A team of scientists led by the University of Technology Sydney (UTS) in Australia have gained world-first insight into archaea - the mysterious, ancient organisms that make up 20 percent of the biomass on Earth, but have gone relatively unexplored by science.
Their research, which has been published in Nature, shows that the organisms contain a surprisingly advanced protein that controls their shape and movement - and it's closely related to similar, medically important proteins in humans and bacteria.
Archaea have existed for around 2.5 billion years and are some of the oldest life forms on Earth. They make up the third major grouping of life on the planet, alongside eukaryotes (all plants and animals) and bacteria, and can exist in extreme conditions, including the human and animal guts. They also produce all biological methane on the planet.
Importantly, scientists believe that they could offer much-needed alternatives to antibiotics and could also greatly benefit chemical processing and industries - but very little is known about the organisms.
Now an international team, led by Iain Duggin, a research fellow at UTS Science's ithree institute, have found out some valuable information about the role of a vital protein in archaea that could allow scientists to better work with the organisms.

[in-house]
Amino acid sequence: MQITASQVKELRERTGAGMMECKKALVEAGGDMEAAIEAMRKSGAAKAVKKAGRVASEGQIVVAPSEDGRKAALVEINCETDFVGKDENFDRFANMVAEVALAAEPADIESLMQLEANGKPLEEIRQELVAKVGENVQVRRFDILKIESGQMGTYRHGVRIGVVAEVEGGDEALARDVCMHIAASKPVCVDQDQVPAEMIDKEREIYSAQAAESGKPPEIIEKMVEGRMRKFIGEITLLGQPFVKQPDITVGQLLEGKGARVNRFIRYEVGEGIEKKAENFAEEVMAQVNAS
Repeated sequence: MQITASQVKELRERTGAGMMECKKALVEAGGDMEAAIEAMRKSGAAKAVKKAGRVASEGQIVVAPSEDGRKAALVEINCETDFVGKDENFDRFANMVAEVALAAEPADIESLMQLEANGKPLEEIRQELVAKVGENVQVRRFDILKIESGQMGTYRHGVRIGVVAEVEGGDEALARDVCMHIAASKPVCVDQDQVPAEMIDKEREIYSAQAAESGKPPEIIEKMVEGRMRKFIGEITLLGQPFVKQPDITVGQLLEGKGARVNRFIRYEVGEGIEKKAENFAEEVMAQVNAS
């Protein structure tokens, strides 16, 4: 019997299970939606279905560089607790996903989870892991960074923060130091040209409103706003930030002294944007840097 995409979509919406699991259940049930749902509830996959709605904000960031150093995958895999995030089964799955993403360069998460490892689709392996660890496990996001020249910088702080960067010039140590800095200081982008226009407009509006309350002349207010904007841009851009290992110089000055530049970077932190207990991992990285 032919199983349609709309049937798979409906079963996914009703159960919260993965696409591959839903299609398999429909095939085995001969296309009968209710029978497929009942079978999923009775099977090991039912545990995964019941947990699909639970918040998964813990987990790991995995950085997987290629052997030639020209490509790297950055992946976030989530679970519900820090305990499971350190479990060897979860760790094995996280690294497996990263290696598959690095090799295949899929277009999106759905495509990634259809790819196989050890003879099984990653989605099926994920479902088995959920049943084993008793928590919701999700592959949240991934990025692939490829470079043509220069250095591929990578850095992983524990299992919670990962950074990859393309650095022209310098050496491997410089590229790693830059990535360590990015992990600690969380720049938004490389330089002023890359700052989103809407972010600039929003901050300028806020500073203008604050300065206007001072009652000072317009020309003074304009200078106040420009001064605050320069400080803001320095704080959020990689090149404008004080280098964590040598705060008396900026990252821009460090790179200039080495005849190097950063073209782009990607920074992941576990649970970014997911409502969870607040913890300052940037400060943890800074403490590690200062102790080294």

The protein is called CetZ, and the scientists discovered that it controls the shape and movement of archaeael cells - almost like a cytoskeleton - and allows them to move into a torpedo-like shape in order to swim faster.
This ability was thought to have evolved in complex organisms. But the study suggests it may have originated in archaea.
CetZ is part of a superfamily of proteins that is present in nearly all life - the equivalent in humans is called tubulin and in bacteria it's known as FtsZ. The discovery is important because tubulin is currently being investigated as a potential cancer drug target, and FtsZ is related to cell division and multiplication in bacteria.
"Our research helps understand the differences between the human (tubulin) and bacterial (FtsZ) proteins that are related to CetZ," said Duggin in a press release.
"Whilst tubulin is a key target in cancer drug development, we believe that FtsZ could be an important target for the development of new antibiotics, potentially enabling the design of anti-infective drugs that inhibit bacterial cell division and growth, with fewer side-effects."
The discovery could also allow scientists to take better advantage of archaea, according to the director of the ithree institute, Ian Charles.
"A new type of potentially useful antibiotic called Archaeocin has recently been described that is derived from the archaea," said Charles in the release. "Archaea provide an untapped source of novel compounds at a time when alternatives are urgently needed given the rapid rise of resistance to existing antibiotics."
While we're still only beginning to understand more about our most ancient relatives, it's an exiting first step towards the future.
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